Alan Turing, the father of modern computing who was cruelly prosecuted by the British government for
gross indecency with a male
and subsequently committed suicide while suffering the effects of chemical castration, has been pardoned by Queen Elizabeth under under the Royal Prerogative of Mercy, effective today, December 24, 2013.
Scientists, including Stephen Hawking, campaigned for Turing’s pardon. Turing’s life was the subject of a documentary, Codebreaker, which we featured on FDL Movie Night.
Turing–whose work during World War II at Bletchley Park, the National Codes and Cipher Centre, had broken the German’s Naval Enigma code and turned the tide of the war in the Allies favor–was forced to choose between a year in prison or an experimental treatment to “fix” his sexual orientation after police, during the course of burglary investigation, discovered Turing was gay.
Turing’s 1936 paper, “On Computable Numbers,” introduced the world to the idea of computers, and became the cornerstone for our digital world. Fourteen years later he published “Computing Machinery and Intelligence,” a cornerstone paper in the field of artificial intelligence. In 1952 Turing was arrested, pleading guilty to the crime of “gross indecency with a male” to minimize the harm to his career.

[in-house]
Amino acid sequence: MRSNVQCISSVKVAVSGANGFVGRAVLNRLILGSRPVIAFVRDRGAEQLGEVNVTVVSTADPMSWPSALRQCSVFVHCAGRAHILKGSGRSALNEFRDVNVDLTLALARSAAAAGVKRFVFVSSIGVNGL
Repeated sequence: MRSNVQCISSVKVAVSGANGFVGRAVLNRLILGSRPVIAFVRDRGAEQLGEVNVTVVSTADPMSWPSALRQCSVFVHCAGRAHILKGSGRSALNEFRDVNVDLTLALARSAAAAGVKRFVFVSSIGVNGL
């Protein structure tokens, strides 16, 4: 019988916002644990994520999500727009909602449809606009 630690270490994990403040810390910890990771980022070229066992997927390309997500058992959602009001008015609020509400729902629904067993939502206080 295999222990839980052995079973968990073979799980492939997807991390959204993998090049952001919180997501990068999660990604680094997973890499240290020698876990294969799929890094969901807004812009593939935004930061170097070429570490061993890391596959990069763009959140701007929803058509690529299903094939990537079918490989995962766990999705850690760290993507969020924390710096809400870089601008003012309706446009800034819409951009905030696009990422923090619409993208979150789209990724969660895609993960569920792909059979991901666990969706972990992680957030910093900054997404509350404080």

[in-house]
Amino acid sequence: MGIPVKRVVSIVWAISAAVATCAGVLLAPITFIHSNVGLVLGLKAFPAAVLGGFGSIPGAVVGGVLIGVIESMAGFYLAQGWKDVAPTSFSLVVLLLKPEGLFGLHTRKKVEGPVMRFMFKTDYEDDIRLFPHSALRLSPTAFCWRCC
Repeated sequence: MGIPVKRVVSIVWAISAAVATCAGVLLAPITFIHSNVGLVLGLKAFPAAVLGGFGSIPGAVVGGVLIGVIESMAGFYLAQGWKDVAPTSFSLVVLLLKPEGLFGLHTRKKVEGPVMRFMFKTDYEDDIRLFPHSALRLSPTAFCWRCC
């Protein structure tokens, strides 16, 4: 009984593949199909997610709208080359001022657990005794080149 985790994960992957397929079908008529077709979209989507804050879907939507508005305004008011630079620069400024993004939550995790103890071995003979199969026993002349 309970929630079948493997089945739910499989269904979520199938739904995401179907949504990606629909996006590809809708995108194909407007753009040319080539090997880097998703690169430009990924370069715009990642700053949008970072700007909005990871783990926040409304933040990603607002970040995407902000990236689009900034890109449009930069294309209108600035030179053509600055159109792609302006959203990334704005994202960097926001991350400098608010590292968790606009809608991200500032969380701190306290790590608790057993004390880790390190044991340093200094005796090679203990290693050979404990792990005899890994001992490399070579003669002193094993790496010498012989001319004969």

Rather than go to prison, Turing endured “organo-therapy” hormones which drove him to despair and grief, affected his intellect, and turned his once fit and trim body bloated and fat. After his conviction, he was stripped of his high level security clearance and his top secret government consulting work came to an abrupt end. He committed suicide on June 7th, 1954, just two weeks shy of his 42nd birthday by taking a bite out of a cyanide laden apple. He was 41.
British Justice Secretary Chris Grayling said Turing deserved to be:
remembered and recognised for his fantastic contribution to the war effort” and not for his later criminal conviction. His later life was overshadowed by his conviction for homosexual activity, a sentence we would now consider unjust and discriminatory and which has now been repealed. A pardon from the Queen is a fitting tribute to an exceptional man.
Here is the text of the Royal Prerogative of Mercy: